OD: With the UK’s most dominant and successful kennel in the history of the breed, how do you see the future development of Tibetan Terriers ?
KS: I feel Tibetan Terriers are now well established with many quality dogs and bitches being able to win groups and Best In Show awards. We are now in the Utility group as a challenge to other breeds, - a far cry from the past. There were obviously a couple who did very well before, but they really were the exception. The temperament on Tibetan Terriers is also really good now and they do make fabulous family pets
OD: Have you any advice to pass on?
KS: My only advice I could pass on to other Tibetan Terrier enthusiasts is to be honest about the quality of your own dogs, and try to see some virtues in other kennel exhibits.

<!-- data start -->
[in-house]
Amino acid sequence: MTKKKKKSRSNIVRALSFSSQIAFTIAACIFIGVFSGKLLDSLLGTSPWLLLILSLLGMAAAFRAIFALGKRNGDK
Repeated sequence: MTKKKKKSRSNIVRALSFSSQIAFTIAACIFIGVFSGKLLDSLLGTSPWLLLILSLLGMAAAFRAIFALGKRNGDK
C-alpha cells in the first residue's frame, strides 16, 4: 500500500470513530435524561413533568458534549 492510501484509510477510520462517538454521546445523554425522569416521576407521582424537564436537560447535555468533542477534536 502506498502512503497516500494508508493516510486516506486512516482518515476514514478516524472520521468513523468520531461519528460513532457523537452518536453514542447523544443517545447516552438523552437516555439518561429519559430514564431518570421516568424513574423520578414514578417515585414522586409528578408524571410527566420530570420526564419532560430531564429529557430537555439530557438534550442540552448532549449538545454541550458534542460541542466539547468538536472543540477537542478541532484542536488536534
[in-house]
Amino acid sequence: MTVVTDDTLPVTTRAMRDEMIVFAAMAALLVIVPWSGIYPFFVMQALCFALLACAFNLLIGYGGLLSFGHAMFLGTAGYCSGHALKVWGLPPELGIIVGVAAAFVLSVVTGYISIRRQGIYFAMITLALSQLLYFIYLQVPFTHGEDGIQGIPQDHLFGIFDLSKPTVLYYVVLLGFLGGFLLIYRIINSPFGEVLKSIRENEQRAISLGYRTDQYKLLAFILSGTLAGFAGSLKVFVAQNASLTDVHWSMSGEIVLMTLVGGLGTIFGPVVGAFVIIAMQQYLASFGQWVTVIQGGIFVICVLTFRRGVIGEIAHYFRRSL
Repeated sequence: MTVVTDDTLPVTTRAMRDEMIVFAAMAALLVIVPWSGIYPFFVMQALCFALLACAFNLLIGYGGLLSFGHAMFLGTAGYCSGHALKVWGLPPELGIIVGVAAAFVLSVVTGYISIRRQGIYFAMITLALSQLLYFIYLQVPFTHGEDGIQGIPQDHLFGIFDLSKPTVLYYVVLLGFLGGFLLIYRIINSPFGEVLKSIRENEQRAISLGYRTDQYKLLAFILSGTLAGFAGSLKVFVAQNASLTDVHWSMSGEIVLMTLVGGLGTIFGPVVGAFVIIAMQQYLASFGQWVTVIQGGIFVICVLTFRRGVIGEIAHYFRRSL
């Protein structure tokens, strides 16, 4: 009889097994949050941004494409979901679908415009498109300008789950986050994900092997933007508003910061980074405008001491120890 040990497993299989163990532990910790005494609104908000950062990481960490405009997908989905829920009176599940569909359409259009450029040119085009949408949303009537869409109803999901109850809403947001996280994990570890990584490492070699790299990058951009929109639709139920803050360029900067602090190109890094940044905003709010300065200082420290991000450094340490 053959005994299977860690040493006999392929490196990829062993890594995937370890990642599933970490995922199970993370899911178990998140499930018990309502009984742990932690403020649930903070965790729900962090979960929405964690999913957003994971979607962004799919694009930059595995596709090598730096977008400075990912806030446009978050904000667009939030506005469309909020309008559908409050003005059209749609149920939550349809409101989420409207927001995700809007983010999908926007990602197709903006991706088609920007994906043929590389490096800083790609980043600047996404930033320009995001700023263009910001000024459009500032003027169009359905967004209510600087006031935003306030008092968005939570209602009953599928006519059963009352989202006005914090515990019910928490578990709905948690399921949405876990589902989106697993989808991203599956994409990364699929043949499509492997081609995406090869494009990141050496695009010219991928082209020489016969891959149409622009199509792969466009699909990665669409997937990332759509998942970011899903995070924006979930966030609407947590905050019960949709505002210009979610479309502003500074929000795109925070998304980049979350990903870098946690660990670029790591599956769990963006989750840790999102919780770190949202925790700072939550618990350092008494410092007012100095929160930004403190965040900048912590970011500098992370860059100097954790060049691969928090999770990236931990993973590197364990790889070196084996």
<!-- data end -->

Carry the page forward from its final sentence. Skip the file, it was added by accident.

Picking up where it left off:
OD: How would you like to be remembered?
KS: Although I judge several breeds, group, and Best In Show at all breed Championship shows, I would most like to be remembered as a breeder who was really passionate about Tibetan Terriers, and for people to say I did breed some truly great dogs.
OD: Finally Ken when not involved with dogs, what other hobbies or pastimes do you have?
KS: My other hobbies are horses. I still have seven that I breed from regularly, with my own homebred for several generations of Araki stallions. I also judge horses, when dog showing allows. I like Budgies, good food (obviously), good wine and most of all, good company. I would also like to thank my mother and Neil Smith my partner, for all their help in making Araki so successful.